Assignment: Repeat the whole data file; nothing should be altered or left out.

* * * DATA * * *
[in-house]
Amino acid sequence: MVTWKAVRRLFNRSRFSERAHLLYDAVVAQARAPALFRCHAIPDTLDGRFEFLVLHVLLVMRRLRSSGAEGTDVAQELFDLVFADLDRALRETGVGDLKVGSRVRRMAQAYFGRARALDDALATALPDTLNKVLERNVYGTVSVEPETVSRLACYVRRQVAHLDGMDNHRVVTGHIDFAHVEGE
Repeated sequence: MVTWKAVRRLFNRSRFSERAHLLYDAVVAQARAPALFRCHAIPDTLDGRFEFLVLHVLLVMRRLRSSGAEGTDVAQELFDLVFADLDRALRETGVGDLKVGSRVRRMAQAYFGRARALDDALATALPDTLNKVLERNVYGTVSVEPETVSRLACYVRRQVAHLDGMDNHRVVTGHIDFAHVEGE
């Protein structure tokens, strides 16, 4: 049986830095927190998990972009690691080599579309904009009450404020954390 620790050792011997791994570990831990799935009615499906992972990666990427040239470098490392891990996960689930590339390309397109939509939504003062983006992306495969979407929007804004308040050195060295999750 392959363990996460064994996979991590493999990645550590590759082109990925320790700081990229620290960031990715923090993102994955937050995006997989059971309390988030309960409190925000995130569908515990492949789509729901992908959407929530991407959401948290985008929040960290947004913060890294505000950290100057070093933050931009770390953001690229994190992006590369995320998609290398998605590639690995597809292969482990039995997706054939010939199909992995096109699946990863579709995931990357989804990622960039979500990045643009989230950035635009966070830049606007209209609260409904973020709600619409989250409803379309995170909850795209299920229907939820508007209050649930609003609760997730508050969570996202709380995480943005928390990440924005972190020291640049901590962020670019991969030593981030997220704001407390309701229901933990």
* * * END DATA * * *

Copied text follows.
[in-house]
Amino acid sequence: MVTWKAVRRLFNRSRFSERAHLLYDAVVAQARAPALFRCHAIPDTLDGRFEFLVLHVLLVMRRLRSSGAEGTDVAQELFDLVFADLDRALRETGVGDLKVGSRVRRMAQAYFGRARALDDALATALPDTLNKVLERNVYGTVSVEPETVSRLACYVRRQVAHLDGMDNHRVVTGHIDFAHVEGE
Repeated sequence: MVTWKAVRRLFNRSRFSERAHLLYDAVVAQARAPALFRCHAIPDTLDGRFEFLVLHVLLVMRRLRSSGAEGTDVAQELFDLVFADLDRALRETGVGDLKVGSRVRRMAQAYFGRARALDDALATALPDTLNKVLERNVYGTVSVEPETVSRLACYVRRQVAHLDGMDNHRVVTGHIDFAHVEGE
């Protein structure tokens, strides 16, 4: 049986830095927190998990972009690691080599579309904009009450404020954390 620790050792011997791994570990831990799935009615499906992972990666990427040239470098490392891990996960689930590339390309397109939509939504003062983006992306495969979407929007804004308040050195060295999750 392959363990996460064994996979991590493999990645550590590759082109990925320790700081990229620290960031990715923090993102994955937050995006997989059971309390988030309960409190925000995130569908515990492949789509729901992908959407929530991407959401948290985008929040960290947004913060890294505000950290100057070093933050931009770390953001690229994190992006590369995320998609290398998605590639690995597809292969482990039995997706054939010939199909992995096109699946990863579709995931990357989804990622960039979500990045643009989230950035635009966070830049606007209209609260409904973020709600619409989250409803379309995170909850795209299920229907939820508007209050649930609003609760997730508050969570996202709380995480943005928390990440924005972190020291640049901590962020670019991969030593981030997220704001407390309701229901933990």